Perhaps, like her, they’ll be inspired by a different way of life. “I have a poster from my artist friend Felipe Morozini that says Vento No Cabelo (meaning “Wind In My Hair”), which paints a picture of freedom, lightness, and inspiration that worked like a map to me,” she says. “I wanted to be somewhere where I could feel the Sunflower dog mom shirt but in fact I love this wind in my hair.” What did they find? Across the board, people disliked those with bad hygiene. They took issue with laziness, and those who were needy. They didn’t want to do long distance, they didn’t want people were bad in bed. And if you didn’t have a sense of humor—fuggedaboutit. Standard stuff. Ask Lindsey Metselaar. Founder of the popular dating podcast and social media account, We Met At Acme, she’s known for her signature Instagram story polls, where you vote “yes” or “no”, “red flag” or “dealbreaker,” on a topical dating quandary. (Today’s example: Person you started talking to in quarantine doesn’t wear a mask red flag or deal breaker?) Oftentimes, her followers will submit questions they want her audience to vote on. One that keeps popping up? “People have asked me more and more—when is it too soon to ask someone if they are a Trump supporter?” Metselaar says. And before you chalk that up to a niche sample size: According to an April 2020 Pew Research poll, 71 percent of Democratic daters wouldn’t consider being in a relationship with a Trump voter. That dropped to 47 percent for Republicans considering Hillary Clinton voters. This extends beyond voting records, to many of today’s hot button issues. “People just can’t date someone with opposing views,” says Metselaar. For example: “If I was dating someone that had a platform on social media, or someone that posted stories regularly, and then all of a sudden they weren’t saying anything amid Black Lives Matter? That would be a dealbreaker. ”Then there’s the pandemic and its many paradoxes. (Polls show that Republicans are far more comfortable going to salons, restaurants, indoor events and parties than Democrats are, and that their concerns about COVID-19 health risks have declined overall. But pandemic-era jerks are aplenty, red or blue: New York, a mainly liberal city, had reports of underground parties while in the worst throes of coronavirus. Back in early April, in the midst of the coronavirus apex, my friend and I were chatting about her romantic life. A suitor, who she talked to on the phone but never met in person, kept asking her to come to his apartment for dinner.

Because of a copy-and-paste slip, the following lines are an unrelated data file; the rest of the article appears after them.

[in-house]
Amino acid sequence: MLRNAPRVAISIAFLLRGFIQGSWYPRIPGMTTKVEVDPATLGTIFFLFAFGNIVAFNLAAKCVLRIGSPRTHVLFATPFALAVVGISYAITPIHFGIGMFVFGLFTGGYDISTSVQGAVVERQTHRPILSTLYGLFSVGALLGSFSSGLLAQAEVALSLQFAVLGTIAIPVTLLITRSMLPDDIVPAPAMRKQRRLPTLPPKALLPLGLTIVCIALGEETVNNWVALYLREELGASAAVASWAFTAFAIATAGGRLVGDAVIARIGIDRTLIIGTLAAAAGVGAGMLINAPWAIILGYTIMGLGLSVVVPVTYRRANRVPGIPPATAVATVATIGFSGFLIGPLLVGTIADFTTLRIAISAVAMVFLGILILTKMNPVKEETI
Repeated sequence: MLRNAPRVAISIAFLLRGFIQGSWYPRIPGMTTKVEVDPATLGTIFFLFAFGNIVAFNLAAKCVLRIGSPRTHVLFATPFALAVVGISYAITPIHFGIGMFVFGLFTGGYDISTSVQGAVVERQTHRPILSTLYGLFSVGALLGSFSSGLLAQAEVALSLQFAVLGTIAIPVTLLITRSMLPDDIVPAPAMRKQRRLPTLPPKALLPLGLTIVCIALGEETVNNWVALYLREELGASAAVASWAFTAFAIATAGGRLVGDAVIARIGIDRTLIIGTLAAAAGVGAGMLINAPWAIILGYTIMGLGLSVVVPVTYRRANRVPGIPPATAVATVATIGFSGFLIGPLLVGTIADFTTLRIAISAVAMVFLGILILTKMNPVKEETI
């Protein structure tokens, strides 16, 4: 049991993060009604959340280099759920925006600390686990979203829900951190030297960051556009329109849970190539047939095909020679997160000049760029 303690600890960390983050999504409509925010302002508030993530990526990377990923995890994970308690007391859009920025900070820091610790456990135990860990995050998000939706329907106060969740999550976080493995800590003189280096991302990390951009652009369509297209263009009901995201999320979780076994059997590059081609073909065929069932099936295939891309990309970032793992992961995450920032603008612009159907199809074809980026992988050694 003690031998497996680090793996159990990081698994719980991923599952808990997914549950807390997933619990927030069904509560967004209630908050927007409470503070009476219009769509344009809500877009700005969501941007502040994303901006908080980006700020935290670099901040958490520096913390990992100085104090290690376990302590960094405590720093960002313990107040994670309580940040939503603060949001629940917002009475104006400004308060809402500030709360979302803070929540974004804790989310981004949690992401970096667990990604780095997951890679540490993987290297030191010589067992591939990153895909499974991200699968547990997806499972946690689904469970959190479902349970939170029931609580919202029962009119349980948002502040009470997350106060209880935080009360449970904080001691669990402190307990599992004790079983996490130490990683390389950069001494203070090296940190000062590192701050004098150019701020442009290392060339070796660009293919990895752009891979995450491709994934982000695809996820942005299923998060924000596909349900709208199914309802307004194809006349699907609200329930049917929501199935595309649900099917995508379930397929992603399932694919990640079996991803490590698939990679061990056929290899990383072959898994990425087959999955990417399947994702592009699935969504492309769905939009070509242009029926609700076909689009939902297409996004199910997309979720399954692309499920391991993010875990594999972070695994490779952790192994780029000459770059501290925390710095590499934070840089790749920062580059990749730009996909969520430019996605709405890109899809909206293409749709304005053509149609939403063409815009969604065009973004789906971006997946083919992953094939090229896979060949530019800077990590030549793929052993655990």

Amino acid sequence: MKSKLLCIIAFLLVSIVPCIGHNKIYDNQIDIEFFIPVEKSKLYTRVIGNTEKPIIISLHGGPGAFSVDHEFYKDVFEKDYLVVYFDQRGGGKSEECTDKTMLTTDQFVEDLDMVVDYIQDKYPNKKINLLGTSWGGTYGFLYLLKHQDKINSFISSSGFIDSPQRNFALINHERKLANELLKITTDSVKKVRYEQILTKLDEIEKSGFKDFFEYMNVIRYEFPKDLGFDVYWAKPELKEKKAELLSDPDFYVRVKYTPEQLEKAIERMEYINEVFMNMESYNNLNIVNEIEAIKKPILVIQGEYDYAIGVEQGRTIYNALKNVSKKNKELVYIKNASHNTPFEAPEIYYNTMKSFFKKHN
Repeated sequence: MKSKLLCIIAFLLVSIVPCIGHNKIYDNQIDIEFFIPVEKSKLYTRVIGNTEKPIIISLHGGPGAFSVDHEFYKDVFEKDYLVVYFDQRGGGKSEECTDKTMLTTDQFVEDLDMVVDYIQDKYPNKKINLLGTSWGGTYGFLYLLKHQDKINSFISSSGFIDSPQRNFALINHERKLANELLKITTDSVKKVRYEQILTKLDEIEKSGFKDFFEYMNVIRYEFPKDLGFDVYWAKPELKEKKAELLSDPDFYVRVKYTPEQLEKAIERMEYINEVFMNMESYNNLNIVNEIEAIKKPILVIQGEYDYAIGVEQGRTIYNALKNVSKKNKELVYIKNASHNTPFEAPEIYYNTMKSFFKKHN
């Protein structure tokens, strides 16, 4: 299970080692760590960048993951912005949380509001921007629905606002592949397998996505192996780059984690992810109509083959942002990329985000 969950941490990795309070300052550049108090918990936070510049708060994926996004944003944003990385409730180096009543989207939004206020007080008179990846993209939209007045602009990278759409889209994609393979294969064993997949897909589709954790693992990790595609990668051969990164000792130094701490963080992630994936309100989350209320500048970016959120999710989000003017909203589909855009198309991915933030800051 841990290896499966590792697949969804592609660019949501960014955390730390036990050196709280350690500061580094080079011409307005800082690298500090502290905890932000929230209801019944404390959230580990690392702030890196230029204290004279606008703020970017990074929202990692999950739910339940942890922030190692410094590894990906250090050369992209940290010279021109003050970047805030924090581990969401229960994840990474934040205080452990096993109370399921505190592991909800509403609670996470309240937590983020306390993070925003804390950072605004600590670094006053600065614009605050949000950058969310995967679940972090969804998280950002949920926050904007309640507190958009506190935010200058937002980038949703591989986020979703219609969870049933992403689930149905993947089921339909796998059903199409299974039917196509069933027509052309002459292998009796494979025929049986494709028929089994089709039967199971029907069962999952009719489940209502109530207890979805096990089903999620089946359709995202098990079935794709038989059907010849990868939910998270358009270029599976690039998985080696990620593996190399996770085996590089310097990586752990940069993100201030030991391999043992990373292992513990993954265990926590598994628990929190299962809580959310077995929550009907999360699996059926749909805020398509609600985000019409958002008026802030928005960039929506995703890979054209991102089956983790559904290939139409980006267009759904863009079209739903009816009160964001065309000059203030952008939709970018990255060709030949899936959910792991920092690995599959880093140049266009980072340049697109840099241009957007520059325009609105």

Sunflower dog mom shirt, hoodie, tank top, sweater and long sleeve t-shirt
“Ew! It just feels so wildly irresponsible,” she said. “I won’t see anyone I’m not quarantining with even if I think they’re my soulmate! She politely refused, and he ghosted. (A few months later, as restrictions eased, Bumble introduced a feature that helps users navigate this issue, asking users to select which types of dates they’re comfortable going on: “Virtual,” “socially distant with mask,” or “socially distant. Metselaar, too, sees poor quarantine behavior as a common dealbreaker named by her followers: “People are turned off by those who are not socially distancing at all. Or worse not social distancing while living with their parents, or grandparents, and putting their [relatives’] lives at risk.” Anecdotally, it’s true: in June, I’d been idly chatting with a handsome, successful thirty-something who sheepishly admitted he’d blacked out at a house party and then returned back to his family home. “I have that Sunday guilt of you’re better than this,” he said. I stared at my iPhone screen. A day later, he posted an ignorant message referencing the Sunflower dog mom shirt but in fact I love this Black Lives Matter movement on his Instagram story. That, it turns out, was my dealbreaker. They used to say opposites attract. Is that true, in polarized and plagued 2020, where common ground seems to have cratered into a canyon? Where avoiding confrontation and “agreeing to disagree” can actually mean you are complicit in systemic or institutional biases? Suddenly, dating someone with unkempt hair or bad B.O. doesn’t seem that problematic. After all, not wearing deodorant never hurt anyone. But do you know what has? Not wearing a mask. Taken at the Cambridge family’s Norfolk home, Anmer Hall, one shows Prince George wearing a camo t-shirt while on a country lane. In the second, he stands against a wooden wall wearing an earth-tone polo. He flashes a toothy grin at the camera. Over the past few months, the public has seen much of the Cambridge children. For Prince William’s birthday in June, the Duke and Duchess shared a series of loving portraits that showed George, Princess Charlotte, and Prince Louis playing outside with their father. Back in May, for Charlotte’s fifth birthday, the family posted several shots that showed the Princess helping deliver food to neighbors in need during the coronavirus pandemic. Then there’s little Prince Louis and his rainbow finger-paintings for the NHS, which went viral thanks.